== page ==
Unfortunately, at the same time, Sofronsky was also seeing Kenneth Woliner, MD, a family medicine practitioner. Despite the fact that world-renowned cancer specialists agreed that Sofronsky had Hodgkin’s lymphoma, and knowing that she was about to start chemotherapy, Dr. Woliner told Sofronsky that cancer was “low on his list” of possible medical concerns and that increased lymphoctyes shown in her tests were not indicative of cancer, insinuating that oncologists “often overreact” to the presence of lymphocytes and recommend chemotherapy before making an actual diagnosis. Dr. Woliner suggested instead that Sofronsky have her house tested for mold, which could be causing allergies, and therefore her symptoms. Convinced, Sofronsky pursued treatment for her allergies and cancelled her follow-up appointment with Dr. Rothschild.

Sofronsky complained repeatedly to Dr. Woliner of symptoms that were, as our good friend Orac points out, consistent with progressing lymphoma – back pain and pain and swelling in her lymph nodes, abdomen and legs, to the point of having to use a cane. Yet, Dr. Woliner, over the next couple of years, continued to attribute her symptoms mostly to her allergies and also thyroid issues and some other minor illnesses. On February 7, 2013, at her last visit to his office and in significant distress from pain and severe leg swelling, he ordered a 100 mg shot of iron, despite the fact that her blood tests showed she was not iron deficient. She rapidly decompensated and died in the hospital three days later of from complications of untreated Hodgkin’s lymphoma. (more…)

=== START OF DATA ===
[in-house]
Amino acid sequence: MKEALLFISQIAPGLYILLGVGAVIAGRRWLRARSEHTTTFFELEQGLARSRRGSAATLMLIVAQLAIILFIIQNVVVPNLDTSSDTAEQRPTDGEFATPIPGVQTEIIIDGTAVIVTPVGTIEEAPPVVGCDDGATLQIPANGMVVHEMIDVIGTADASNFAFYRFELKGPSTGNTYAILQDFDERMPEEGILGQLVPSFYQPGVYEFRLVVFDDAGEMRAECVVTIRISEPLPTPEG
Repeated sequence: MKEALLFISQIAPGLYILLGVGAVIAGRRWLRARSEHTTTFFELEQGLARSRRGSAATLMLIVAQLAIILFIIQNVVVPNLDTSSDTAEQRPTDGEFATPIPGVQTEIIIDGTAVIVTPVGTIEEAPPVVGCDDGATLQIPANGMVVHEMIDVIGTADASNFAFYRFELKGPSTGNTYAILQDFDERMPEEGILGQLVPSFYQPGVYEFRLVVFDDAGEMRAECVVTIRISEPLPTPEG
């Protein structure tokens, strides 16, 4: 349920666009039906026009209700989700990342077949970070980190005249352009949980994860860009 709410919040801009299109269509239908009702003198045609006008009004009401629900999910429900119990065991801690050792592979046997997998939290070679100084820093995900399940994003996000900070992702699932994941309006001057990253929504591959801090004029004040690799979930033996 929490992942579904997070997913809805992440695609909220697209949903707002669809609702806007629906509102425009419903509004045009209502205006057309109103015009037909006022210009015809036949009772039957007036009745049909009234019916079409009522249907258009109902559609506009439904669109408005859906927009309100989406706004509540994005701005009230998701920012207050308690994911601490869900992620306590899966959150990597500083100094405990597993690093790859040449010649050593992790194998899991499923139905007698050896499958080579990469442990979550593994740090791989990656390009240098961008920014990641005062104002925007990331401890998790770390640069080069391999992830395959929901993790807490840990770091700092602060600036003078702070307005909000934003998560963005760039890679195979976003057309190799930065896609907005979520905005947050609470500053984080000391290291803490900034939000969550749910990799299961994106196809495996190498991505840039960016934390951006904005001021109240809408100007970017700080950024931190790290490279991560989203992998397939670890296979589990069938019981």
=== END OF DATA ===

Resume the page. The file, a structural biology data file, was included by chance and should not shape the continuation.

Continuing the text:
Posted in: Cancer, Ethics, Health Fraud, Herbs & Supplements, Legal, Politics and Regulation

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Plavinol and Other Natural Remedies for Diabetes: “Condimentary Medicine”?

Is this an effective medicine or a condiment?

Is this an effective medicine or a condiment?

We don’t yet have a cure for diabetes, but we have insulin; it controls the disease and allows Type 1 diabetics to lead a relatively normal life instead of suffering and quickly dying as they all did in the pre-insulin era. We know to counsel Type 2 diabetics about weight loss, diet, and exercise; and when those measures are not enough, we have prescription medications that work very well to control symptoms and help prevent complications.